Nov 022011
 

Even though I struggle to think of something “new” to add; I feel like I need to include eggs in this topic.

Just eggs. Straight up. Nothing crazy here.

Eggs are an absolutely fantastic nutritional option.

  • High in Protein.
  • Low in Carbohydrate-based energy.
  • Contains a range of vitamins and minerals including a range of B Group and the elusive Vitamin D.
  • Generally “low” cost financially.
  • Easy to insert into your dietary consumption.

Now, lets not get TOO technical here…

If you really want to read more into the specific nutritional qualities of the humble chicken egg, I’m going to have to refer you on to other places and other people.

Craig Keaton of The Movement Dallas takes credit for the phrase, “If you are going to collect the dots, you must connect the dots.” (As brought to my attention by his comment on this excellent article on the topic of Collecting by Frankie Faires. Seriously; read it now, even if it means you don’t read the rest of THIS article.) I am a BIG fan of the ideas that lead from this statement and, as such, I spend a LOT of time connecting together information I already have and finding new, exciting and constructive ways to utilise it. This keeps me pretty busy in the time I have available, so when it comes to memorising specific stats just to justify my opinions/observations…I’m less than excited. (My memory is mediocre at the best of times.)

So what I’m going to do is try to give you a few options here on how to get eggs into your diet easily and enjoyably, rather than rant on about their qualities. I’d rather you have better methods to employ the information than just more information, after all.

1. Eggs in milkshakes (thanks Mum!)

This is an old favourite from when I was a child. Naturally it’d be more applicable to someone who doesn’t really feel the “need” to reduce caloric intake, but I wouldn’t rule it out for anyone (especially if you don’t feel the need to sweeten your shake too much).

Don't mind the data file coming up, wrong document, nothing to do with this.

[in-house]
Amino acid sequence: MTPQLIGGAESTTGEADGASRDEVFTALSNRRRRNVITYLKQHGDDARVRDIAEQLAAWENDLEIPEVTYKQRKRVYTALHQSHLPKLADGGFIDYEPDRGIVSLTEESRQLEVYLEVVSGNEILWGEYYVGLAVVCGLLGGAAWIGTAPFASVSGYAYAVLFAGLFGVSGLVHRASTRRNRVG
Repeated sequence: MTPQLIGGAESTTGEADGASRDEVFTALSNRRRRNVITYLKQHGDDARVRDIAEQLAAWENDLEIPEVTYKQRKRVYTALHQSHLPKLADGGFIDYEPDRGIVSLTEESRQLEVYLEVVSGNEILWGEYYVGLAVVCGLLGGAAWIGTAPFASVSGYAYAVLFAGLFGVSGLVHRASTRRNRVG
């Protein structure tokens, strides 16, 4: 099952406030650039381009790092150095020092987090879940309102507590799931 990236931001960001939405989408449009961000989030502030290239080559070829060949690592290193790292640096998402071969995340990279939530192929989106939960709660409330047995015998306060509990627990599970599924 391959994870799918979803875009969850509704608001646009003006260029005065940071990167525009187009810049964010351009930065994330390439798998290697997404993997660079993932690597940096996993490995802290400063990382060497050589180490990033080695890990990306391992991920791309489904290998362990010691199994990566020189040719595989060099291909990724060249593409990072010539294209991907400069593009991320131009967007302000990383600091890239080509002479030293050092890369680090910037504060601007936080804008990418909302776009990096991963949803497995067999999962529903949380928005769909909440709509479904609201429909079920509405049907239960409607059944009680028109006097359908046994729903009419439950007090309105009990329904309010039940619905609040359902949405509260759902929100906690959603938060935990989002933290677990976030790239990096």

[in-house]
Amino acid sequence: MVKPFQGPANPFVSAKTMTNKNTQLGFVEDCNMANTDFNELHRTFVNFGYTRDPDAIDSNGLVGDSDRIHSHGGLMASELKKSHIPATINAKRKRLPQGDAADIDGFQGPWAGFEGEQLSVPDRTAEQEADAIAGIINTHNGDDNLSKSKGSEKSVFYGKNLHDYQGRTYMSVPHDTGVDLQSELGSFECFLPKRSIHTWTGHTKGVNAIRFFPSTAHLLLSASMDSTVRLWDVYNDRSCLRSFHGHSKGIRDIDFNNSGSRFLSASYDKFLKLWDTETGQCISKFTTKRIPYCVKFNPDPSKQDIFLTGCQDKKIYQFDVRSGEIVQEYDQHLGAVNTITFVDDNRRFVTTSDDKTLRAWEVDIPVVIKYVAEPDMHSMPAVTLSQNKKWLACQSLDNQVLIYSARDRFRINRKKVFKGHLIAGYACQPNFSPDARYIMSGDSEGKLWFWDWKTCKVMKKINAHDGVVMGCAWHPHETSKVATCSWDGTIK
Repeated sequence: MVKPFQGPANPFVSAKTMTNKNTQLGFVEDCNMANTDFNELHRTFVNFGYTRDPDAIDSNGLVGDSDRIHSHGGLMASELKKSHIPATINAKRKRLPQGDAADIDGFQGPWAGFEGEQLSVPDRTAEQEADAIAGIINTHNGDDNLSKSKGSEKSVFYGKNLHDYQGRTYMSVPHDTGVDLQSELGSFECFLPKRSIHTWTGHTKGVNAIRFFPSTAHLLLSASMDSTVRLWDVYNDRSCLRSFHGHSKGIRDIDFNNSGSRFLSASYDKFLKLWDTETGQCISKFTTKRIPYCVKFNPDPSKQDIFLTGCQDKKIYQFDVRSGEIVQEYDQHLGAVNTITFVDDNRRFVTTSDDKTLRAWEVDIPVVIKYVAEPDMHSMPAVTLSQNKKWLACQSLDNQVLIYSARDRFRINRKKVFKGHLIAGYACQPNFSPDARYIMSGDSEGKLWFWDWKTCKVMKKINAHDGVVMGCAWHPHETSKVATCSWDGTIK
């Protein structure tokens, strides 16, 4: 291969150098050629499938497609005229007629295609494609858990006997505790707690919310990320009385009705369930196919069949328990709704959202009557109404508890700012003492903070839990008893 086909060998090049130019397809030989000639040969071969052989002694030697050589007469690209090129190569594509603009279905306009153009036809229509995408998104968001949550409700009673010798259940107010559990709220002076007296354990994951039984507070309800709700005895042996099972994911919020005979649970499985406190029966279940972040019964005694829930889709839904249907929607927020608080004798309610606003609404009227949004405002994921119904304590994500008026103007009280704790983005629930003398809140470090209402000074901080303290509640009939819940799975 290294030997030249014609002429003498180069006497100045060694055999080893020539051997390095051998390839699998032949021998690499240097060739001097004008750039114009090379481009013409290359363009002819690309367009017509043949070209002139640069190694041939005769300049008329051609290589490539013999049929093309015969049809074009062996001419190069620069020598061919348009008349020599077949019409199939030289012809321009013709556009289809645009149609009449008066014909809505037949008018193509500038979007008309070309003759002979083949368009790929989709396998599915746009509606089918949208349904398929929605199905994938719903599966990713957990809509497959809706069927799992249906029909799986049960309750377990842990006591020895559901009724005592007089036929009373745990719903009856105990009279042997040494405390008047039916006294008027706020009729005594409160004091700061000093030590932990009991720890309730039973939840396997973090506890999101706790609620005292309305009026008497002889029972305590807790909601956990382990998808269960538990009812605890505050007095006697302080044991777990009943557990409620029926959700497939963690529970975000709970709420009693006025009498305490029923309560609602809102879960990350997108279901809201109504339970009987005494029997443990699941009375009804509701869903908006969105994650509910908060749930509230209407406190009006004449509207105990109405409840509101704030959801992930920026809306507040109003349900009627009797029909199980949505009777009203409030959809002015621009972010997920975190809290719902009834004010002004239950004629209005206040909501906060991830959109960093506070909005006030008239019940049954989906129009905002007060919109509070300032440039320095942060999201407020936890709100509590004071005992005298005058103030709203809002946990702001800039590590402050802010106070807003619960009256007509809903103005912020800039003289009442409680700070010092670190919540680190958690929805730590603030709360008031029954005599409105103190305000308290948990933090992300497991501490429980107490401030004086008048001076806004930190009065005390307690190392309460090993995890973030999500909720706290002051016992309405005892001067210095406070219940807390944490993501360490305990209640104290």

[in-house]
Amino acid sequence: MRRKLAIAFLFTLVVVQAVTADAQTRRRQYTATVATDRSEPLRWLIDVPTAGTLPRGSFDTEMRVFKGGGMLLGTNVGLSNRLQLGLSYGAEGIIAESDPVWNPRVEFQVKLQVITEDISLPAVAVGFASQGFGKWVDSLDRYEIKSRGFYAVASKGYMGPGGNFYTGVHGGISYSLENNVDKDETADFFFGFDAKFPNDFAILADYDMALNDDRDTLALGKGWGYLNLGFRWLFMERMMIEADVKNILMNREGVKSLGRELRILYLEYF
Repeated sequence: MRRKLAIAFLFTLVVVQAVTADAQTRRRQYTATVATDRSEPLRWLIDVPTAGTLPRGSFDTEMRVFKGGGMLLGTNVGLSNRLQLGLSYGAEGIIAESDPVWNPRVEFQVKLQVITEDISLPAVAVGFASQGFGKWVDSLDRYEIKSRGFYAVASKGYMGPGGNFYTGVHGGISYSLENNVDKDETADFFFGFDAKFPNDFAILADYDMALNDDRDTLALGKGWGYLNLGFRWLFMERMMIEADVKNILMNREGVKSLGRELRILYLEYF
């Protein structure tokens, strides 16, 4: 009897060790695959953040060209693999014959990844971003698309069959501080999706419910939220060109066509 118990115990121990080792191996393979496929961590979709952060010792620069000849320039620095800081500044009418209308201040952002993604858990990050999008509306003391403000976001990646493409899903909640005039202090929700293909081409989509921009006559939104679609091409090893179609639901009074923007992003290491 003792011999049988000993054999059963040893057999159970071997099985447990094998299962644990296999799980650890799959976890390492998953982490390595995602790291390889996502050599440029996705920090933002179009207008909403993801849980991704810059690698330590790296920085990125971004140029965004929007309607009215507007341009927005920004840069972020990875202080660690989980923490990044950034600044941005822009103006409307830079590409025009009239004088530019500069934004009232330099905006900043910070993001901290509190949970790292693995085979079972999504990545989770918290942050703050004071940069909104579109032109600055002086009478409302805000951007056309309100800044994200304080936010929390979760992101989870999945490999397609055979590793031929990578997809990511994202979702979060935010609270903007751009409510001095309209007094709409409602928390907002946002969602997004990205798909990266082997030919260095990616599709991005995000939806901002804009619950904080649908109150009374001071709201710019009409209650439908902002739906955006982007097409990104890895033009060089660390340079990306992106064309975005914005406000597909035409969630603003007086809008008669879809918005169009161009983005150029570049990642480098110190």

Egg protein is generally regarded as one of the most (if not THE most) high quality proteins in existance, especially in a purely natural form. So the nutritional quality that is added to a simple milkshake merely by cracking a raw egg or two into it is really quite astounding!

What’s more, I predict that once you have tried raw egg in your milkshakes a few times, you MAY find it hard to go back to a regular one! Adding egg gives the milk a much frothier quality very easily. Plus, you can get all the vitamin and mineral benefits of the yolk, rather than just the protein content if you used protein powder.
Best of both worlds? Crack a couple of eggs into a low sugar whey protein shake made with organic whole milk. OH HELL YEAH.

2. Omelettes (and how to get them right)

Okay, I don’t cook a lot, but when there is a way to get some delicious high protein food prepared quickly and easily I am all ears. Recently, I have been refining my omelette technique and I will now share with you the BIG tip that I found in a very old cookbook (The “Golden Wattle Cookbook” to be exact) that made my omelettes far more enjoyable.